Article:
Pretty Primrose

Primrose
Knitted Primrose
Knitted Primrose Decoration

Pesky Little Primrose!

After spotting a sneaky primrose which had popped itself up in the centre of our path, I decided to knit a little primrose plant. The plan was to have it as a nice decorative side piece in the house or a conservatory (or cheer up my room at work!) with the added bonus of not needing to be watered...

As for coming up with my particular pattern, the design has been created through quite a bit of trial and error to get the exact size and shape I wanted. But there is no right and wrong, nature comes in all sorts of shapes and sizes so feel free to use this pattern as a rough guide if you'd like to make adjustments for your particular creation.

The primrose flower was a particular challenge. I have used the 'yarn over' technique to get the petal edges, but I also wanted my flowers to have the correct number of 10 tips. So to get this number I had to bring in a little maths and I've put details of this calculation on the pattern page itself - not needed at all to understand but helpful to know if you want to try and get a different number for a different kind of flower.

Handmade Knitted Primrose Plant In Pot Fitting in Knitting Children Quick Craft Ideas
Knitted Primrose

A Work of Art Takes Time...

I needed to set aside quite a bit more time for this than intended, both due to my amateur errors, but also the usual 'he did this, she did that' scenario (bring on bedtime...) But breaking this plant down into smaller parts, doing a couple of leaves per night (just over an hour), I managed to get the whole thing done within a week. I could also have done fewer leaves which would have pruned off a bit of time (sorry...), but I wanted a good-sized plant to not look lost on the windowsill.

Handmade Knitted Leaves Primrose Sewing Together Fitting in Knitting Children Quick Craft Ideas

After making several variations, I settled on making the leaves in two parts. Stitching these two halves together produced the more prominent centre line as can be seen on primrose leaves. The leaves could also be made using a single piece, and I have included this as a pattern variation, which may save a little time on sewing up. It may also be better suited if you want to have a go at trying this pattern for a different plant that has a smoother leaf. If doing this, you could also backstitch a centre line onto it. Lots of options!

For the leaves, I chose garter stitch to give the leaf added texture/lumpiness, making it look a bit more realistic. I also chose to put the 'increase' stitches at the end of the row (as opposed to increasing on the penultimate stitch) which added a more wobbly edge.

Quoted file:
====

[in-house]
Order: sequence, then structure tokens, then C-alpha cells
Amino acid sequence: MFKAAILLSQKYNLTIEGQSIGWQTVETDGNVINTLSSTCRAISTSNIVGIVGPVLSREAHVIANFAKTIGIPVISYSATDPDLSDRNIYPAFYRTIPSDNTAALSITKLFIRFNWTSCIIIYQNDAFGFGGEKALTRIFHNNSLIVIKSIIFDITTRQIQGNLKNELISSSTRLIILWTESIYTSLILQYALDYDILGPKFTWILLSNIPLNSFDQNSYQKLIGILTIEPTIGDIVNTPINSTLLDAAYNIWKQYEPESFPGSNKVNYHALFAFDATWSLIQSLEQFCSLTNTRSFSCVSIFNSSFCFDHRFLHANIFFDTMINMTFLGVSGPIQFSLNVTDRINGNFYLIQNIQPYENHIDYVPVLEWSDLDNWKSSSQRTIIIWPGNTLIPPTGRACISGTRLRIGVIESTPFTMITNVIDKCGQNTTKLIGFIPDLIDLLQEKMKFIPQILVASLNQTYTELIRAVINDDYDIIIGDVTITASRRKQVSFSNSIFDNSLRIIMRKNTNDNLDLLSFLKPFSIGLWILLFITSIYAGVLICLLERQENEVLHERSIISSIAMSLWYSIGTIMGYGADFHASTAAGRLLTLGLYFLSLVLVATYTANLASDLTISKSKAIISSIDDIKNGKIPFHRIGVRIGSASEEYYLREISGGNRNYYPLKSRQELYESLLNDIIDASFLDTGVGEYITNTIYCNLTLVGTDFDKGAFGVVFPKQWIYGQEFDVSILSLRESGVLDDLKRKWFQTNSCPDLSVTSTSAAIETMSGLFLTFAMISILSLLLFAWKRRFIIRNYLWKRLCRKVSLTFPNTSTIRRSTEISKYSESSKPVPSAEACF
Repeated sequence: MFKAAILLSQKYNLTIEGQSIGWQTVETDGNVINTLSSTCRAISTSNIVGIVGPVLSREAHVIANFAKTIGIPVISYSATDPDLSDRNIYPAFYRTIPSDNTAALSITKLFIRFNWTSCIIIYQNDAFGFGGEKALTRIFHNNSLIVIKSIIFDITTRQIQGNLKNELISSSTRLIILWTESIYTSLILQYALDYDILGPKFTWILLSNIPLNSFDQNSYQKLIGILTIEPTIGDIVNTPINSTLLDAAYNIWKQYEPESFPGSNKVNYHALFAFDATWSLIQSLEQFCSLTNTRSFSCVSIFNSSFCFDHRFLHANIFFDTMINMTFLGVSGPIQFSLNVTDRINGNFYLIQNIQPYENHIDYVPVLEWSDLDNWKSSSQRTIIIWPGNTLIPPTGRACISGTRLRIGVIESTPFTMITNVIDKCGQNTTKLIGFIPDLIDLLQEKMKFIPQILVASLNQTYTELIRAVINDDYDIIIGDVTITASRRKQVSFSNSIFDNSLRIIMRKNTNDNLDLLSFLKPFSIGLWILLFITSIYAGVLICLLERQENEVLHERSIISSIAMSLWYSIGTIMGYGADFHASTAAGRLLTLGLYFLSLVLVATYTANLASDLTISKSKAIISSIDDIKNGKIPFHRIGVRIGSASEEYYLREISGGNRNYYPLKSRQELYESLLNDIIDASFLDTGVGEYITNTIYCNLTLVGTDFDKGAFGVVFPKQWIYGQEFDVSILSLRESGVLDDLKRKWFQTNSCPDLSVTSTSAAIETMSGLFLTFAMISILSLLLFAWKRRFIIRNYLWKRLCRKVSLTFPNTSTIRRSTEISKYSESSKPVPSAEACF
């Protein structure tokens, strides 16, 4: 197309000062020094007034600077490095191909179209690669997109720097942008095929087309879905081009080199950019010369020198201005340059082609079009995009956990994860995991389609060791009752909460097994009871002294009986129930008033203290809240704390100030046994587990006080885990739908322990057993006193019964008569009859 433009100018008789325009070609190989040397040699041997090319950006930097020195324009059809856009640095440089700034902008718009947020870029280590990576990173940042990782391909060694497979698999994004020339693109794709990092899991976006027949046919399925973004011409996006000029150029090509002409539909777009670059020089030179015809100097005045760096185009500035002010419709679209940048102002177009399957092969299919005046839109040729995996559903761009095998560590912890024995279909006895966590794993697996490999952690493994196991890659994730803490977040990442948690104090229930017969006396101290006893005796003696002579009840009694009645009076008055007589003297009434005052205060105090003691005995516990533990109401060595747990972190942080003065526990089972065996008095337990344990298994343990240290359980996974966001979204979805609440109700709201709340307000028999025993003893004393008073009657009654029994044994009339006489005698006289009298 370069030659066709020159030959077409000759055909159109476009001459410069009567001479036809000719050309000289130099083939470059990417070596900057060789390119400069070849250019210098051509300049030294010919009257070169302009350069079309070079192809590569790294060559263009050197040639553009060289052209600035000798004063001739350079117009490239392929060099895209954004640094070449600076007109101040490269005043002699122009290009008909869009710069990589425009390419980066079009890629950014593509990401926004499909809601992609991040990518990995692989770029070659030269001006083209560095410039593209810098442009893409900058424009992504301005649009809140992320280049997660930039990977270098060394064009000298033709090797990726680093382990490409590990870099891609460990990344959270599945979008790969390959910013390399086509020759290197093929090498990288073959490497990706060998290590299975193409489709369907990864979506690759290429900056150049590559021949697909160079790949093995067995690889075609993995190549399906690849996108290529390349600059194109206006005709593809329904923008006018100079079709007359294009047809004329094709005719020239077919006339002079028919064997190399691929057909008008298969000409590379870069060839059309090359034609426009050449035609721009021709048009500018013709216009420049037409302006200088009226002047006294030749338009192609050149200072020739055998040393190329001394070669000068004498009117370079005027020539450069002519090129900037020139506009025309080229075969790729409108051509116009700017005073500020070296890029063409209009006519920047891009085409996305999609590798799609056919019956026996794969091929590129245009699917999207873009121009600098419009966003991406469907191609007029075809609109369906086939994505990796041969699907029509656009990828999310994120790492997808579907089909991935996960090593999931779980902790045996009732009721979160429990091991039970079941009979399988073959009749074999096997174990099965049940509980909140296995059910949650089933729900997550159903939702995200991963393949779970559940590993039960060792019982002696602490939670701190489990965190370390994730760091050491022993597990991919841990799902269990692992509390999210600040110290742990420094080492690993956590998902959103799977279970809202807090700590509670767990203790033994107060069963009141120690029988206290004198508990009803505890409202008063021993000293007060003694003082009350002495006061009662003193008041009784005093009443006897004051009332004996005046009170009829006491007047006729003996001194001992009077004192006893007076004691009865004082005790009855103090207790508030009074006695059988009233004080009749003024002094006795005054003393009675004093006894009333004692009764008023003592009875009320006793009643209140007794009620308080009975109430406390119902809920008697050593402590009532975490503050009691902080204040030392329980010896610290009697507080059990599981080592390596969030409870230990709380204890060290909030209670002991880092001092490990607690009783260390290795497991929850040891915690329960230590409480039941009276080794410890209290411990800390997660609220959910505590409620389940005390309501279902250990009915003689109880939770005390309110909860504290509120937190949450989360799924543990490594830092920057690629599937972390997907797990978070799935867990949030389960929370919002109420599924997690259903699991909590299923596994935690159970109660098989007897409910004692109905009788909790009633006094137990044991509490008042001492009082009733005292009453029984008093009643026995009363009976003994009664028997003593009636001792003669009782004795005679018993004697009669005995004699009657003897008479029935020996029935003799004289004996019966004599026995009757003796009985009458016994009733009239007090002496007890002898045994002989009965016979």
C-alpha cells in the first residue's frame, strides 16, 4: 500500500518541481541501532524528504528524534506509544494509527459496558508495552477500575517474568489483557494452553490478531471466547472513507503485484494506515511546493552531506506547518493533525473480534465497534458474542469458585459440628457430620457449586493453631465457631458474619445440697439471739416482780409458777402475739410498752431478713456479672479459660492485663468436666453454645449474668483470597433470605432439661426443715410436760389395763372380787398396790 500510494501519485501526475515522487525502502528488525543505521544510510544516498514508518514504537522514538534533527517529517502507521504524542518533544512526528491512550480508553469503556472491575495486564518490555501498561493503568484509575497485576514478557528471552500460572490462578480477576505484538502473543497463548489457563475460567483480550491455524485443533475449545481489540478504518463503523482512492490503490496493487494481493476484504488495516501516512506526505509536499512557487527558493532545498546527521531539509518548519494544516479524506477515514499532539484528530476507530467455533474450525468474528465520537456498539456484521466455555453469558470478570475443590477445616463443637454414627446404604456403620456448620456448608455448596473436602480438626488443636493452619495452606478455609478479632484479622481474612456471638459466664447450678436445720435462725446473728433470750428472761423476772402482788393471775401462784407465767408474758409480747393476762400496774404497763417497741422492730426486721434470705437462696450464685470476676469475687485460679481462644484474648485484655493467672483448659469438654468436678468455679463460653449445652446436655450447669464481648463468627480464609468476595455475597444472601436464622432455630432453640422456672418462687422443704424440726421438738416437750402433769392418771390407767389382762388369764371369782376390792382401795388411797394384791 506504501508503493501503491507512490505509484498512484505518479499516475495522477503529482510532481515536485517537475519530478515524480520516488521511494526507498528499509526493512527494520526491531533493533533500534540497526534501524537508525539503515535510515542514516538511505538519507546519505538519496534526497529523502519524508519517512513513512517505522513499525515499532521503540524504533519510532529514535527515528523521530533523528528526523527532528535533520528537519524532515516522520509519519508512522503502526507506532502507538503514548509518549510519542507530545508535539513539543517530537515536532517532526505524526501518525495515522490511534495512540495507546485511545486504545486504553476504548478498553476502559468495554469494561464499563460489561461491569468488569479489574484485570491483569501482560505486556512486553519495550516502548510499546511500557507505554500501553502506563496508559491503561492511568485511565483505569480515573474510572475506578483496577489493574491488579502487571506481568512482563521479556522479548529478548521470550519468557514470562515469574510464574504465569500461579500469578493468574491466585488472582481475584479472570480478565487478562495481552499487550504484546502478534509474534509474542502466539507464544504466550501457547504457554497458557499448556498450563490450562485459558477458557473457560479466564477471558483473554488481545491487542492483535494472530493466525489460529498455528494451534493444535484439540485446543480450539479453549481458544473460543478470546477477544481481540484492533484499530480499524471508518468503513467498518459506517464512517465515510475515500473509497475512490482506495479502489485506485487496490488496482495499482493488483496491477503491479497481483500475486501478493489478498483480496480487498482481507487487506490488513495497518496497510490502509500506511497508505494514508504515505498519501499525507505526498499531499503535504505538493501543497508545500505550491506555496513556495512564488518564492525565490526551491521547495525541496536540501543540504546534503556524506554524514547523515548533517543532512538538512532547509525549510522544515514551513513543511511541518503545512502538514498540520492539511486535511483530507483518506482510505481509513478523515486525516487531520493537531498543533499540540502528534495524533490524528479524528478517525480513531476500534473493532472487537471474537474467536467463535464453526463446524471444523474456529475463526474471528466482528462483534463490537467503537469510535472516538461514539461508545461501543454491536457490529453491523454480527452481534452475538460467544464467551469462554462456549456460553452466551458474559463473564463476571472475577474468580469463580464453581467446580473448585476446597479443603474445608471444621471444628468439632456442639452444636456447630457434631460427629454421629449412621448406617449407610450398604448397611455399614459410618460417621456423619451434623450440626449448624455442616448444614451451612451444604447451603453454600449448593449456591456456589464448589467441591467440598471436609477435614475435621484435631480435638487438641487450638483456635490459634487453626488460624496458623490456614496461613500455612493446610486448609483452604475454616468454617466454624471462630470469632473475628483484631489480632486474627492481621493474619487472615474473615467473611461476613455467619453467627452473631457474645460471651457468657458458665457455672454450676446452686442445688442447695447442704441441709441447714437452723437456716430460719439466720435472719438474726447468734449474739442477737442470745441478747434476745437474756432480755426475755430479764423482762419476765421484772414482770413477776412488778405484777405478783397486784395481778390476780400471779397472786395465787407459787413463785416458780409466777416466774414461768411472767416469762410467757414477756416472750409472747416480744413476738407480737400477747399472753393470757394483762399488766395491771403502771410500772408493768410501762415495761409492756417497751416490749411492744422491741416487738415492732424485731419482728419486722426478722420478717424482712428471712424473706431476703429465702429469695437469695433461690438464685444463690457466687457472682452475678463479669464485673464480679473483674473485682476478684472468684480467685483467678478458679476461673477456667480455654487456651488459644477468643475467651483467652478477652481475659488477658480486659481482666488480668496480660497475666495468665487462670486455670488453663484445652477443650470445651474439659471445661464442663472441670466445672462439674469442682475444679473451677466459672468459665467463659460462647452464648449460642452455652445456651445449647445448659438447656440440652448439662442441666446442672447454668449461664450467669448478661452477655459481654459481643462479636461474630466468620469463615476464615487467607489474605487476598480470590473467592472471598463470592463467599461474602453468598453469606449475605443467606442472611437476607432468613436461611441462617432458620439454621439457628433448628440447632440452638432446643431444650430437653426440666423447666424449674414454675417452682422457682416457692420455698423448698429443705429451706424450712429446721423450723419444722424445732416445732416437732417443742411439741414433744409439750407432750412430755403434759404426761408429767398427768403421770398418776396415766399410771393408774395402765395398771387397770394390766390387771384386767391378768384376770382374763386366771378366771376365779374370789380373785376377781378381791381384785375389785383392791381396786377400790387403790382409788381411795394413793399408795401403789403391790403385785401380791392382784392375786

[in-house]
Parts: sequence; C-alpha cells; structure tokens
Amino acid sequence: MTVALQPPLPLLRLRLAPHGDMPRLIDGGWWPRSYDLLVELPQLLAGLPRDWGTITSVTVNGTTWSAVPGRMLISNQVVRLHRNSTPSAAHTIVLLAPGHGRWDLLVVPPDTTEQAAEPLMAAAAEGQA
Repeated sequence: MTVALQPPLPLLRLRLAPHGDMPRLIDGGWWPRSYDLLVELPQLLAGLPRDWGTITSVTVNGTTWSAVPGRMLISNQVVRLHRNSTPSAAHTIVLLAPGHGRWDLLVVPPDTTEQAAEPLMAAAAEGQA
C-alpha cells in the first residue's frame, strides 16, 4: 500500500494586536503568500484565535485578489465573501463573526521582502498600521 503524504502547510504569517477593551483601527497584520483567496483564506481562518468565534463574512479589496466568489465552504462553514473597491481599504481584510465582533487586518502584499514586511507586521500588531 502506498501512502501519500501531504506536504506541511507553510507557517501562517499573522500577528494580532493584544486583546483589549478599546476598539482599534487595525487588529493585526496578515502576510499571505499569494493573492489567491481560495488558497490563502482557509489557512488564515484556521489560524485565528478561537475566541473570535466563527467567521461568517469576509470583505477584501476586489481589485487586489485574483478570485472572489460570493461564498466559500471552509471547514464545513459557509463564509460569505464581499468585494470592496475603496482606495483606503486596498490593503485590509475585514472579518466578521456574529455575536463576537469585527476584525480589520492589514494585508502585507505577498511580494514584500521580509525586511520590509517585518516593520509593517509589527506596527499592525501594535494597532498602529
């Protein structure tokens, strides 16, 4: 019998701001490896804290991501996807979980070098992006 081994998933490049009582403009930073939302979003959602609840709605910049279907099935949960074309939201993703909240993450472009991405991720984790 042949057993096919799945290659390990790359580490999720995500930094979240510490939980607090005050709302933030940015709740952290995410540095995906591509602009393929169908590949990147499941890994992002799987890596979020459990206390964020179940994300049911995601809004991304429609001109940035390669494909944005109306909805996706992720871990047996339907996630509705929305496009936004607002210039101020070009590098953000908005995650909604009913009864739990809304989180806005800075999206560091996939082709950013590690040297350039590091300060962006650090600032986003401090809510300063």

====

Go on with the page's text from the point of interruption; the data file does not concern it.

Knitted Primrose Flower

Experiment with Colour...

Adding some decorative floral pieces can give that year-round colour to your room, and also help to blend the transition with indoors and outdoors, and cheer up even the darkest of rooms. With regards to colour schemes, I went for the cream/yellow design like the primrose I spotted in my garden (although the cream looked a bit more white than I'd planned!) However, I did also see some bright pinks and purples on Google which did look a bit more cheerful, so take your pick of the bunch (pardon the pun...)  You may also like to choose a couple of different shades of green for some different leaves as per the real plant.

Primrose Sewn Centrally

A Couple of Tips...

Due to constant child interruptions, I kept losing track of how many rows I had done. And the pattern itself means that it isn't always clear to simply count the exact number of rows, so these are some tips I found helped me.

To allow you to remember whether you are on an odd or even row, I found it useful to look at the cast on edge and see which side the yarn end is dangling from. I also used an already-completed piece as a template to ensure they were all the correct size. Doing this allows you to know exactly where you are in the pattern without counting all of your rows every time you get interrupted...

Alternatively, simply blame any errors on nature - the leaves are supposed to be different!

Check back in the updates here next weekend or email me to get the updated patterns straight to you. After several weeks of flower-themed patterns, I think I'll try something different next time, and with another friends christening on the horizon, it's knitting-gift creation time!

Happy knitting!

Ali 🙂

P.S. Just need some nice decking or patio area to take some nice pictures of the finished piece (nudge nudge wink wink to my husband Sam...!)

How to Knit A Primrose

Total time 6 Hours 30 Minutes (Plant as Shown)

Made from three knitted flowers, three finger-knitted stems, and sixteen knitted leaf pieces to form 8 leaves, all sewn together.

Vary your colour and adjust the leaf or flower size to your preference.

Perfect to cheer up a room!

Knit Your Own Primrose Plant...

Get some ideas, see what you will need and follow the patterns to learn exactly how you can make your own...

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